The king of the ancient state of Qin first unified the Chinese empire in 221 BC by conquering all of the other states in what was then considered China and proclaimed himself the “First Emperor” and became known as Qin Shi Huangdi.
The ancient Han Dynasty (202 BC-220 AD) established control over northern Vietnam, northern Korea, and the Tarim Basin of Central Asia. The short-lived Sui Dynasty (581–618 AD) reinvaded Annam (northern Vietnam) and attacked Champa (southern Vietnam), while they also attempted to conquer Korea, which failed (see Goguryeo-Sui Wars). The later Tang Dynasty (618–907) aided the Korean Silla Kingdom in defeating their two Korean rivals, yet became shortchanged when they discovered Silla was not about to allow the Tang to claim much of Goguryeo’s territory (as it had been under the Chinese Han Dynasty’s control a few centuries before, the Han having wrested it from native kingdoms at that time). The Tang Dynasty established control over the Tarim Basin region as well, fighting wars with the new Tibetan Empire and stripping them of their colonies in Central Asia (which was abandoned after the An Lushan Rebellion). The Song Dynasty (960–1279), in securing maritime trade routes that ran from South East Asia into the Indian Ocean, had established fortified trade bases in the Philippines. The Mongol-lead Yuan Dynasty (1279–1368) made attempts to invade Japan after securing the Korean peninsula through the vassaldom of the Korean Goryeo dynasty, yet both of these military ventures failed (see Mongol Invasions of Japan).

         

Islamic Imperialism                  
Imperialistic
The Muslim wars of imperialist conquest have been launched for almost 1,500 years against hundreds of nations, over millions of square miles (significantly larger than the British Empire at its peak). The lust for Muslim imperialist conquest stretched from southern France to the Philippines, from Austria to Nigeria, and from central Asia to New Guinea. This is the classic definition of imperialism—“the policy and practice of seeking to dominate the economic and political affairs of weaker countries.”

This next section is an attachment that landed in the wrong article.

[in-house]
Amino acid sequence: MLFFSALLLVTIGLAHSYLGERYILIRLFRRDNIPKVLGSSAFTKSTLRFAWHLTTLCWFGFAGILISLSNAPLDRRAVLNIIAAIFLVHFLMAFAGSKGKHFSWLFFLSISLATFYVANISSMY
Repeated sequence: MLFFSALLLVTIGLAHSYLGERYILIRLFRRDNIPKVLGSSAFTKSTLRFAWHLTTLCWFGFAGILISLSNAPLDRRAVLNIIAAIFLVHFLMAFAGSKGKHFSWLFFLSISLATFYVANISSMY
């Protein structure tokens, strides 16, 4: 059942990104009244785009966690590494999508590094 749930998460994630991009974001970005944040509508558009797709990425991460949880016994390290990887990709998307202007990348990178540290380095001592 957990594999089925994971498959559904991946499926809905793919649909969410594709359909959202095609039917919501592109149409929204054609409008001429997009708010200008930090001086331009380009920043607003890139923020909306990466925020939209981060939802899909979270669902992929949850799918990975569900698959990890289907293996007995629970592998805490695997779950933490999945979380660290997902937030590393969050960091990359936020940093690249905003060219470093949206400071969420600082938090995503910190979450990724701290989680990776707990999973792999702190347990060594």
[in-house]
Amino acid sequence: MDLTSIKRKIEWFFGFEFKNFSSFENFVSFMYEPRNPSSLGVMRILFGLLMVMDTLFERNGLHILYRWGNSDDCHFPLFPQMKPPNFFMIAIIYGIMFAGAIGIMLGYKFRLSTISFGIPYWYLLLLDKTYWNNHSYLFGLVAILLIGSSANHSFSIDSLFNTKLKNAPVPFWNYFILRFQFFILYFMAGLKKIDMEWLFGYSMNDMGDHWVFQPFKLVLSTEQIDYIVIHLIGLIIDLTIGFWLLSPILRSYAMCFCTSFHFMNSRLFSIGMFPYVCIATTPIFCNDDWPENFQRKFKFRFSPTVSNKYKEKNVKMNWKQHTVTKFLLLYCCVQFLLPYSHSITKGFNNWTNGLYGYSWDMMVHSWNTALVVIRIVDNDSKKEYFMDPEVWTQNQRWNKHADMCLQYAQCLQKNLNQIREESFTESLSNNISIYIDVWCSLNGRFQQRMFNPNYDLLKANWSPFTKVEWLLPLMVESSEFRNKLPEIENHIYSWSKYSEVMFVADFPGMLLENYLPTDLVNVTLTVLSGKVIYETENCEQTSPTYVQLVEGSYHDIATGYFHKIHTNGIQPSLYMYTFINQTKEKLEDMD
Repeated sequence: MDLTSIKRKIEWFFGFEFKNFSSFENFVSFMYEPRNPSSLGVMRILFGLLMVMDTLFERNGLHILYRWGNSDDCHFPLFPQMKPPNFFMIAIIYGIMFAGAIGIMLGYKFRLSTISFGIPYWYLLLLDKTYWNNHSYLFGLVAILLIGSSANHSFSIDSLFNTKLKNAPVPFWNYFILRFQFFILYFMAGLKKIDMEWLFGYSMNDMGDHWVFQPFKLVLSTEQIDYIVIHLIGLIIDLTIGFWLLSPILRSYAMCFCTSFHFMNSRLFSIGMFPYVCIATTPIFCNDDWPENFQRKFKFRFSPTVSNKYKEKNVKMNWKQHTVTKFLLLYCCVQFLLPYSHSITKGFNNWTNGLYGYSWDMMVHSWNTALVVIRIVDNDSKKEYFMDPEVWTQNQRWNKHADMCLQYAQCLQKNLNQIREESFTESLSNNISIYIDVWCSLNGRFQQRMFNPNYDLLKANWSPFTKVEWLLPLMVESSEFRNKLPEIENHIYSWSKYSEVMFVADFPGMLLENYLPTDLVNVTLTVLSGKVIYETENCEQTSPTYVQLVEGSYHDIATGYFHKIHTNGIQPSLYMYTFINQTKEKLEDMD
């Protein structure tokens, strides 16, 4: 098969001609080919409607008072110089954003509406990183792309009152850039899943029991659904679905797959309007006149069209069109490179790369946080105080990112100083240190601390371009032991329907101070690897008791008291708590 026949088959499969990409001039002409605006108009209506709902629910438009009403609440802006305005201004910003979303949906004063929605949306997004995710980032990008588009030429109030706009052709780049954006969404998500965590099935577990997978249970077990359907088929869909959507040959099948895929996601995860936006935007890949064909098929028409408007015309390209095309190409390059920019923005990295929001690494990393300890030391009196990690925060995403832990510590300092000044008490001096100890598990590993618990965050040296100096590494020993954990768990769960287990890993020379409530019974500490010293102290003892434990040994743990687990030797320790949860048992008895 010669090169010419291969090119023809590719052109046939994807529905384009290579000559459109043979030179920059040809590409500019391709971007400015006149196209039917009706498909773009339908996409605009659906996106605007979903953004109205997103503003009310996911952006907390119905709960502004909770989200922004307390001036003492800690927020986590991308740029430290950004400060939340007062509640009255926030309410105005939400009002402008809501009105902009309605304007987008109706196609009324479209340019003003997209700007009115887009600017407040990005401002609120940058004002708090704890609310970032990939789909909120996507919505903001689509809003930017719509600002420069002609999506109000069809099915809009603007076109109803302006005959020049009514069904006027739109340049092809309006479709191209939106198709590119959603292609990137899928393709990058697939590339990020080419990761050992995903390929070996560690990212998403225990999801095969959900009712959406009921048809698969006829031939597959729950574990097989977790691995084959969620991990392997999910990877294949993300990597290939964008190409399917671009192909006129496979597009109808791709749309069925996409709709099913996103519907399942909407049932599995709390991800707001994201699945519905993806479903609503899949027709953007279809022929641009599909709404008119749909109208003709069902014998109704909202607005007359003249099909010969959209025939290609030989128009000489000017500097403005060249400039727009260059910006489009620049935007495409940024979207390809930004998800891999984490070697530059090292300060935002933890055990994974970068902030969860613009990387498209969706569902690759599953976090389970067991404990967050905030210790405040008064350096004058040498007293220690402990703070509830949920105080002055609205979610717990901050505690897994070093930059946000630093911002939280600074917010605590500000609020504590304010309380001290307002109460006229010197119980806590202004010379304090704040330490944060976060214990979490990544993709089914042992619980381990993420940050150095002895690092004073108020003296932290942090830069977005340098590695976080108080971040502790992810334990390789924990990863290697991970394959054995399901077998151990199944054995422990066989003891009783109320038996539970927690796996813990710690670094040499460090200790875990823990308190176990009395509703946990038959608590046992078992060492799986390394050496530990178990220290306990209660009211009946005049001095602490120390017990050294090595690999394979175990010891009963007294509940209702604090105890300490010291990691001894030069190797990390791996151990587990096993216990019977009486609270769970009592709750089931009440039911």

Colonialist
The Muslim goal was to have a central government, first at Damascus, and then at Baghdad—later at Cairo, Istanbul, or other imperial centers. The local governors, judges, and other rulers were appointed by the central imperial authorities for far off colonies. Islamic law was introduced as the senior law, whether or not wanted by the local people. Arabic was introduced as the rulers’ language, and the local language frequently disappeared. Two classes of residents were established. The native residents paid a tax that their colonialist rulers did not have to pay.
Although the law differed in different places, the following are examples of colonialist laws to which colonized Christians and Jews were made subject to over the years:
Christians and Jews could not bear arms—Muslims could;
Christians and Jews could not ride horses—Muslims could;
Christians and Jews had to get permission to build—Muslims did not;
Christians and Jews had to pay certain taxes which Muslims did not;
Christians could not proselytize—Muslims could;
Christians and Jews had to bow to their Muslim masters when they paid their taxes; and
Christians and Jews had to live under the law set forth in the Koran, not under either their own religious or secular law.
In each case, these laws allowed the local conquered people less freedom than was allowed the conquering colonialist rulers. Even non-Arab Muslim inhabitants of the conquered lands became second class citizens behind the ruling Arabs. This is the classic definition of colonialist—“a group of people who settle in a distant territory from the state having jurisdiction or control over it and who remain under the political jurisdiction of their native land.”

My wife is Native American, who’s ancestors settled the North American continent some 2000 years ago. We are well aware of that history as well.
I was born in Netherlands under Nazi occupation. As a four year old I saw our family doctor murdered across the street where we lived.

So don’t give me any lectures about Imperialism.

[ Edited: 20 July 2017 12:03 AM by Write4U ]
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Posted: 20 July 2017 12:28 AM   [ Ignore ]   [ # 230 ]
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Write4U - 20 July 2017 12:00 AM
Adamski - 19 July 2017 10:50 PM
Write4U - 19 July 2017 06:35 PM

3000 years of middle-eastern religious wars, and the 250 year old USA is the culprit. How convenient.

completely ignore US Imperialism. How convenient

Oh, no. I am well aware of US history, including its history as a British colony.

Thus the US did certainly not invent Imperialistic expansion. Moreover many once colonized countries were allowed to return to independent rule.

But If we take an honest look at the history of Imperialism;

Chinese Imperialism
Early Chinese expansions
The king of the ancient state of Qin first unified the Chinese empire in 221 BC by conquering all of the other states in what was then considered China and proclaimed himself the “First Emperor” and became known as Qin Shi Huangdi.